College basketball's 'greatest of all time' bracket -- Sweet 16 East and West breakdowns

Bilas vents after Alcindor bounced from No. 1 all-time vote (1:12)

Jay Bilas expresses his frustration after Lew Alcindor is eliminated from the college basketball best player bracket by Shaquille O'Neal. (1:12)

On March 19, ESPN launched SportsCenter Special: College Basketball's Greatest of All Time, a 64-player bracket celebrating the best men's and women's players ever.

ESPN writers and commentators will provide daily roundtables and predictions as the bracket advances through March 31. Below, writers John Gasaway, Heather Dinich and Joe Lunardi break down the Sweet 16 in the East and West regions.

Sweet 16

East region

(9) Shaquille O'Neal vs. (4) Anthony Davis -- VOTE HERE

(6) Kemba Walker vs. (10) Dwyane Wade -- VOTE HERE

West region

(9) Allen Iverson vs. (13) Pete Maravich -- VOTE HERE

(3) Larry Bird vs. (2) Bill Russell -- VOTE HERE

Which of these eight names is the most surprising to see still standing in the Sweet 16, and why?

Gasaway: Not too many No. 13 seeds reach the Sweet 16, so I'll say I'm most surprised that Maravich is still standing. He is, of course, the all-time leading scorer in college basketball history, and he is also a player who never appeared in an NCAA tournament game. I wasn't sure how the voters might balance those two extremes, and I'll be keenly interested in just how far Pistol Pete can go from here. A No. 13 seed in the Final Four? Could happen!

Dinich: I'm shocked like Gasaway that Maravich is still standing as well, but I'll chalk that up to the fact I'm from Northeastern PA and grew up watching Iverson. Given everything Maravich accomplished, maybe the bigger question is why he's a No. 13 seed. If the voters are truly clicking based on collegiate careers, Maravich should probably get the nod, but without an NCAA tournament appearance, it's also easy to think Iverson should run away with it.

Lunardi: I'm a Philly guy and 76ers fan, but don't think I would have voted Allen Iverson ahead of any other player in his quarter of the bracket (No. 1 Breanna Stewart, No. 8 Bobby Hurley or No. 16 Austin Carr). Well, maybe Austin Carr, although Iverson never scored more than 40 points in an NCAA tournament game and Carr did it FIVE times! Iverson was an electrifying player at every level, but not always an easy match for coaches or teammates. And, in this pairing, AI's numbers -- like pretty much every player in college basketball history -- are dwarfed by Pistol Pete.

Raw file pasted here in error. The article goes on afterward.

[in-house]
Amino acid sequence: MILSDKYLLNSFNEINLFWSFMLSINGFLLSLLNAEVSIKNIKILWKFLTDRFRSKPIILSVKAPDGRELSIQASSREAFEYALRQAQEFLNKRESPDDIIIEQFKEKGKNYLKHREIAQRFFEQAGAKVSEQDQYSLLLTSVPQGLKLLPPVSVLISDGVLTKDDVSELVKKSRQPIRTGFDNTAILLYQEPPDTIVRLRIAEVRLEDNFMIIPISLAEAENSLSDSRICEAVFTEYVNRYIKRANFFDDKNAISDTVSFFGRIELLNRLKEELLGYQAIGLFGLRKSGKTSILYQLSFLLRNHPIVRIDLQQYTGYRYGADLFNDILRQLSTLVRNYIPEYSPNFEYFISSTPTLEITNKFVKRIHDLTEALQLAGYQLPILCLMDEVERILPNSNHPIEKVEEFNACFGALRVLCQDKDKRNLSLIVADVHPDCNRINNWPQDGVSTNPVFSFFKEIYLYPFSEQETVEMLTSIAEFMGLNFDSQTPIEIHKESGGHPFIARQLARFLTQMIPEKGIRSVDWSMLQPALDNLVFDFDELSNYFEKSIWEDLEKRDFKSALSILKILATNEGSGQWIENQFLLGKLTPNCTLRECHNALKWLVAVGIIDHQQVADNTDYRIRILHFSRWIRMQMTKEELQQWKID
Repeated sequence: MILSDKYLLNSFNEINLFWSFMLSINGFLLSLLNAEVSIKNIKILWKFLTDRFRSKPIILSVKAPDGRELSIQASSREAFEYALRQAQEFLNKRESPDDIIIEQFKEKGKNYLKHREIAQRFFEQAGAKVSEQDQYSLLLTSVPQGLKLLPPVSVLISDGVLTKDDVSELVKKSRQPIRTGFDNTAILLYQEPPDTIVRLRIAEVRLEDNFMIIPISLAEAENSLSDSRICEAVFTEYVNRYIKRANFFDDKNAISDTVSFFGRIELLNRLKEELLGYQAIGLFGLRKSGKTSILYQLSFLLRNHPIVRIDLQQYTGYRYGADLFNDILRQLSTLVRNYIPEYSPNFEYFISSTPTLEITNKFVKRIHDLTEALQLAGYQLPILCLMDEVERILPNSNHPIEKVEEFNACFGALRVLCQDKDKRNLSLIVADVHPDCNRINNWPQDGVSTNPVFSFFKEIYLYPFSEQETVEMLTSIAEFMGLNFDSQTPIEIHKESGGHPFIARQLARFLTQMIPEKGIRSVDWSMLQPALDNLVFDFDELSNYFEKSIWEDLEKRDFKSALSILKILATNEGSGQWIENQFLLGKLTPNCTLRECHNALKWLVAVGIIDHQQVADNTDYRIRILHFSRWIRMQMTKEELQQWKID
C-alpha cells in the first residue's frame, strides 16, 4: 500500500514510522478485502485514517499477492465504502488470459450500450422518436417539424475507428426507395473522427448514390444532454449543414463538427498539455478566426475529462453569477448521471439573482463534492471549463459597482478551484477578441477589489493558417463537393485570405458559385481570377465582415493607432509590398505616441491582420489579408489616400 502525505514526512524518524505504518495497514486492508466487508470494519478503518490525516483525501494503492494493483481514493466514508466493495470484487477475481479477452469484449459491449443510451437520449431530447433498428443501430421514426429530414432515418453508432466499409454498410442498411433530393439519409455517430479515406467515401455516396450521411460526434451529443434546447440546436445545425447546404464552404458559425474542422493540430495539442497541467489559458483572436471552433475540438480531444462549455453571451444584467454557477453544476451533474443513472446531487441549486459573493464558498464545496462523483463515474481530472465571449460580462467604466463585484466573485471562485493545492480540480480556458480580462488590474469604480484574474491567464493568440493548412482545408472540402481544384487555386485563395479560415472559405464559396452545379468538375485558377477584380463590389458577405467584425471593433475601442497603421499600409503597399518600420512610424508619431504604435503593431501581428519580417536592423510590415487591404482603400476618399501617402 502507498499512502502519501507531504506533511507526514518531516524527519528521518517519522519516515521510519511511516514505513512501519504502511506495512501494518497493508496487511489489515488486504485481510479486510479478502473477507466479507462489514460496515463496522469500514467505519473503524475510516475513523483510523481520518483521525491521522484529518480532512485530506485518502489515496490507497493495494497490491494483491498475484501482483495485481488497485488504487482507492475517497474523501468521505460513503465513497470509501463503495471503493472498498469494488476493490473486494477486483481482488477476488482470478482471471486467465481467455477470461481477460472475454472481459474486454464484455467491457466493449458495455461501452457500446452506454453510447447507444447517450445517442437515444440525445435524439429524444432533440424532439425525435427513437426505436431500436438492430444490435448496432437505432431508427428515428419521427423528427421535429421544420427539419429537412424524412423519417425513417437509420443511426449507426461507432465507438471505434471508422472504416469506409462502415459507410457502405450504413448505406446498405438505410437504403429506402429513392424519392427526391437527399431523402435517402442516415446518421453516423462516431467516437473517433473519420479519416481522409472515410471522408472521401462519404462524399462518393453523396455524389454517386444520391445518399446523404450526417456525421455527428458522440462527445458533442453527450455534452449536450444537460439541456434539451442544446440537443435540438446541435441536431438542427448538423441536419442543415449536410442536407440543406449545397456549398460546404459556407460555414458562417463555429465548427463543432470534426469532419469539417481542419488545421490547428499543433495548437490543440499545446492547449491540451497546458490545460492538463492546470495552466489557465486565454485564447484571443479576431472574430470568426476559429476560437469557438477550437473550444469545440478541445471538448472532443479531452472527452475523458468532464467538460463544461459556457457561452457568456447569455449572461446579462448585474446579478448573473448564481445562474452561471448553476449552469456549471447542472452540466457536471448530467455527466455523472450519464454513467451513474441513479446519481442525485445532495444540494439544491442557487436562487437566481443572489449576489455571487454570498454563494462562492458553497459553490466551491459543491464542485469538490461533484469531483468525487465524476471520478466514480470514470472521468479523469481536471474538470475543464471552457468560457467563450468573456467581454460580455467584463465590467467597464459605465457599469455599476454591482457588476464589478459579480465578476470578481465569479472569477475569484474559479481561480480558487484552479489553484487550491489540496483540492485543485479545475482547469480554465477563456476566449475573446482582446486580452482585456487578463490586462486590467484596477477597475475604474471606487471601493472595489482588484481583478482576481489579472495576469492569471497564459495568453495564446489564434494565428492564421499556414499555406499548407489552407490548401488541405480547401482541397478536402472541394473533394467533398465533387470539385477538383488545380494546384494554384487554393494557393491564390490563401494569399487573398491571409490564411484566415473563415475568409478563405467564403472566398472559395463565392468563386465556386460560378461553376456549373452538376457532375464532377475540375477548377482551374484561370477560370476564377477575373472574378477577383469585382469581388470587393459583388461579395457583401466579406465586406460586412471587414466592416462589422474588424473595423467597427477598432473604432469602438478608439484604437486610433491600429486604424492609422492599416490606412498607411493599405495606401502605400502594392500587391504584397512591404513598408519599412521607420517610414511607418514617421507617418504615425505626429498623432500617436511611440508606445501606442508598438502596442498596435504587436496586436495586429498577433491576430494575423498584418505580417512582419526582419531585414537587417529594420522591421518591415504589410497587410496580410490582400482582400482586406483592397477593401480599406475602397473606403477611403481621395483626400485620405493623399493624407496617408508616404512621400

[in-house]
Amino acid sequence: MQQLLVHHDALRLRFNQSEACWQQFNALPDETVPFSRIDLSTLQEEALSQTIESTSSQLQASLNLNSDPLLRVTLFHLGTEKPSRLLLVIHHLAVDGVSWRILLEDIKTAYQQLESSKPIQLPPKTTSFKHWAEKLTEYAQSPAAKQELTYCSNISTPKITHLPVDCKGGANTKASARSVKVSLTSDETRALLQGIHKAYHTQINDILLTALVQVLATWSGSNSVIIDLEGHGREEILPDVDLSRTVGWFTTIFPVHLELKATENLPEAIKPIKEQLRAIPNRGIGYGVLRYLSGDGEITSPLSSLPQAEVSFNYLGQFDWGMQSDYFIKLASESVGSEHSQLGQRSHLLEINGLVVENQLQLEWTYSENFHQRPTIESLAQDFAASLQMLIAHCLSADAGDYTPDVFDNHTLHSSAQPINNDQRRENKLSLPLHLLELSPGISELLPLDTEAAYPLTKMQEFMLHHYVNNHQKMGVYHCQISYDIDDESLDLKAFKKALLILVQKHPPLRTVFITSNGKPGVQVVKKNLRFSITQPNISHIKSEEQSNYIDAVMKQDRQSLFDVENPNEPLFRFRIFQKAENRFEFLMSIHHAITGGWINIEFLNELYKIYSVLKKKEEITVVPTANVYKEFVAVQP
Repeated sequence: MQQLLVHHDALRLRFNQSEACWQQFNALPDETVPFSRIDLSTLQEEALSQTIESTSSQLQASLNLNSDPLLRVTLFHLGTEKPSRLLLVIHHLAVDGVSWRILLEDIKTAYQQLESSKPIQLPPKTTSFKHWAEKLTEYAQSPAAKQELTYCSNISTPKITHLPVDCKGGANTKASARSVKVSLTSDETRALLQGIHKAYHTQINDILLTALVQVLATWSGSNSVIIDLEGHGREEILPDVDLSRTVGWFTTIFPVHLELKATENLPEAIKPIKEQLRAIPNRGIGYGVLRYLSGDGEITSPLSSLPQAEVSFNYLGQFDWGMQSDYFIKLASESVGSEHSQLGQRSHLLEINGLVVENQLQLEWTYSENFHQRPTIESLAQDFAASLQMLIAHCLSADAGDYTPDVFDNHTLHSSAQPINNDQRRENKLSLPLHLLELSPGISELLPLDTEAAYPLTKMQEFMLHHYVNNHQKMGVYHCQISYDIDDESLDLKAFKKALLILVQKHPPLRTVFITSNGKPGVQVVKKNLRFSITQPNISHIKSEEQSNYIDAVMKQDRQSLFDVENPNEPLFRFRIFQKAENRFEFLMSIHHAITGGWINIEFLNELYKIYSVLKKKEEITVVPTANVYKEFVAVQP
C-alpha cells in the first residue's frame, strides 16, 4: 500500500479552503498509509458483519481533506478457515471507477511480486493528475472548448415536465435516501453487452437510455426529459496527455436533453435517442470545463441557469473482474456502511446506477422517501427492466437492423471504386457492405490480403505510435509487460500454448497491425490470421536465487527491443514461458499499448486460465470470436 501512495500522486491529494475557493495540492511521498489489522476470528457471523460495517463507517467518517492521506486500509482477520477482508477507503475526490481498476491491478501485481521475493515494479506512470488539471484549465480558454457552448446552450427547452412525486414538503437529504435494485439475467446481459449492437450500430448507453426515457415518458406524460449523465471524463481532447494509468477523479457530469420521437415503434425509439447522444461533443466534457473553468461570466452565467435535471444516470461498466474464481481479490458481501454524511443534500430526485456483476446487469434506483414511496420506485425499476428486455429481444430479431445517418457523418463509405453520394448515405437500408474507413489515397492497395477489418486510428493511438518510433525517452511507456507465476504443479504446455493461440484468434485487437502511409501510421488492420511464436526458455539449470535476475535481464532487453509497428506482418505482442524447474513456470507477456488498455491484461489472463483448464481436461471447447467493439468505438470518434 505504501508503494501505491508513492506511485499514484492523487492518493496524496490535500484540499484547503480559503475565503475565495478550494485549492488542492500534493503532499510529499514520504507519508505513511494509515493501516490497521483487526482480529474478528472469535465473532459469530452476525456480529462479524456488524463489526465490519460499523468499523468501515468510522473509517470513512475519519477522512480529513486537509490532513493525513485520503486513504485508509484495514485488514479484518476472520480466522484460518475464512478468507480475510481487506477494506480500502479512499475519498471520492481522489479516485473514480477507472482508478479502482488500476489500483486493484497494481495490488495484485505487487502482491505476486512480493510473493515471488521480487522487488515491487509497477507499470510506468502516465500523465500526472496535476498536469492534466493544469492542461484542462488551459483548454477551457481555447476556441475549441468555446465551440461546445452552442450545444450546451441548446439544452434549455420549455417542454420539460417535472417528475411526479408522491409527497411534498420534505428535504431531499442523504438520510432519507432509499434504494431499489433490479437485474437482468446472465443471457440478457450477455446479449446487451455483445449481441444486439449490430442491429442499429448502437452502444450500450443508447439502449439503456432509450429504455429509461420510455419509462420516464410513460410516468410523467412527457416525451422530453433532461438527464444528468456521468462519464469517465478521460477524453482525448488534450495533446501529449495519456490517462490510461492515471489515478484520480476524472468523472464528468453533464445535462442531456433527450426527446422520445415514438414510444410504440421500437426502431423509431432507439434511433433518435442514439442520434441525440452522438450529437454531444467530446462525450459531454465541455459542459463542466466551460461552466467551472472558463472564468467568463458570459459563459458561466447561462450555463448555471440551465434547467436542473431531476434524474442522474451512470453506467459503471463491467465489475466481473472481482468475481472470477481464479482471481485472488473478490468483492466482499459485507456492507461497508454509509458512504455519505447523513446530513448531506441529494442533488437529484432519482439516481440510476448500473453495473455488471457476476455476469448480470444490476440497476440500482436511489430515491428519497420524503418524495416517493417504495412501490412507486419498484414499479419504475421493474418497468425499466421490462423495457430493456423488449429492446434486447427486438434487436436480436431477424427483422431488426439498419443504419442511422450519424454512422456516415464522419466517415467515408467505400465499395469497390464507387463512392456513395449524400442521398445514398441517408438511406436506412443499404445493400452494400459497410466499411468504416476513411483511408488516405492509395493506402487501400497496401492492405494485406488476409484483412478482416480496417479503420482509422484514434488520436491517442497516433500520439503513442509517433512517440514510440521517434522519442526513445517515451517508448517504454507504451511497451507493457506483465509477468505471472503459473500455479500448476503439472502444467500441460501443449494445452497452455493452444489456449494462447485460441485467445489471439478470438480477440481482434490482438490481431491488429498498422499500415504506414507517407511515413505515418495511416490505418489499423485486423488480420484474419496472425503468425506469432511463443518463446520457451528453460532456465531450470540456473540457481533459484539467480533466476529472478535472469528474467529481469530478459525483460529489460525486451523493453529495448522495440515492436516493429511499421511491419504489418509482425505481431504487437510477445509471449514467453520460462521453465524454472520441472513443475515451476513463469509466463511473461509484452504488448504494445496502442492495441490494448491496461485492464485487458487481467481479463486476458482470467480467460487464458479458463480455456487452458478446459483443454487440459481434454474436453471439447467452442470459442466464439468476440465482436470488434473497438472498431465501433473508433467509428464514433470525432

Some of the players above were undoubtedly helped by the name cachet they built during their NBA careers. But which of these players deserves more credit for their college career than your general basketball fan might be willing to provide?

Gasaway: Before he won 11 NBA titles, Bill Russell changed college basketball. San Francisco went 57-1 and won two national titles in Russell's last two seasons. The NCAA widened the lane because of Russell. The NIT went from being more or less equal to the NCAA tournament to being an afterthought due in part to the Dons choosing to play in the latter instead of the former. Russell was a legend long before he was a gleam in Red Auerbach's eye.

Dinich: I'll go back to Maravich here at the No. 13 seed. The numbers he produced were jaw-dropping over his last three seasons at LSU, where he averaged 43.8, 44.2 and 44.5 points per game, respectively. During his senior year, he scored at least -- at least! -- 50 points in 10 of LSU's 31 games. He was named College Player of the Year -- an above-average player on an average team.

Lunardi: Kemba Walker was the centerpiece of the most unsung achievement in college basketball history. The 2010-11 Connecticut Huskies were a bubble team, .500 in a great Big East (11 bids), and losers in four of five games to close the regular season. Then Walker morphed into legend. The Huskies won an unthinkable 11 consecutive elimination games, capturing the Big East and NCAA tournament titles, and all Kemba did in that stretch was average 24.6 points in 38.3 indispensable minutes per game.

Which of the above four matchups do you expect to be closest, and what's one fact you'd like to relay to voters that might help influence their vote?

Gasaway: Predicting the behavior of voters is far more difficult than forecasting the outcomes of college basketball games, but I'll go out on a limb and say Shaq vs. AD could be close. Those are two household names going up against each other. If there's one thing I would like the voters to understand, it is that Davis could have put up much bigger numbers on offense during his one season at Kentucky if that had been necessary. As it happens, however, the Wildcats were loaded, and UK won it all with Davis supplying timely offense and dominant defense.

Dinich: How in the world do you choose between Larry Bird and Bill Russell? Well, start with remembering the importance of defense. Russell averaged 20.7 points and 20.3 rebounds in his three-year varsity career at the University of San Francisco. It was his stellar defensive play that caught the attention of the Boston Celtics. The rest is history. Literally.

Lunardi: Allen Iverson vs. Pete Maravich will be new school vs. old school, but they aren't in the same class. Pistol Pete was his own school: 44.2 PPG, 3,667 total points in only 83 games, no shot clock, no 3-pointer. But here's my one fact: Of the top 10 scorers in NCAA history, Maravich had the most assists (5.1 per game).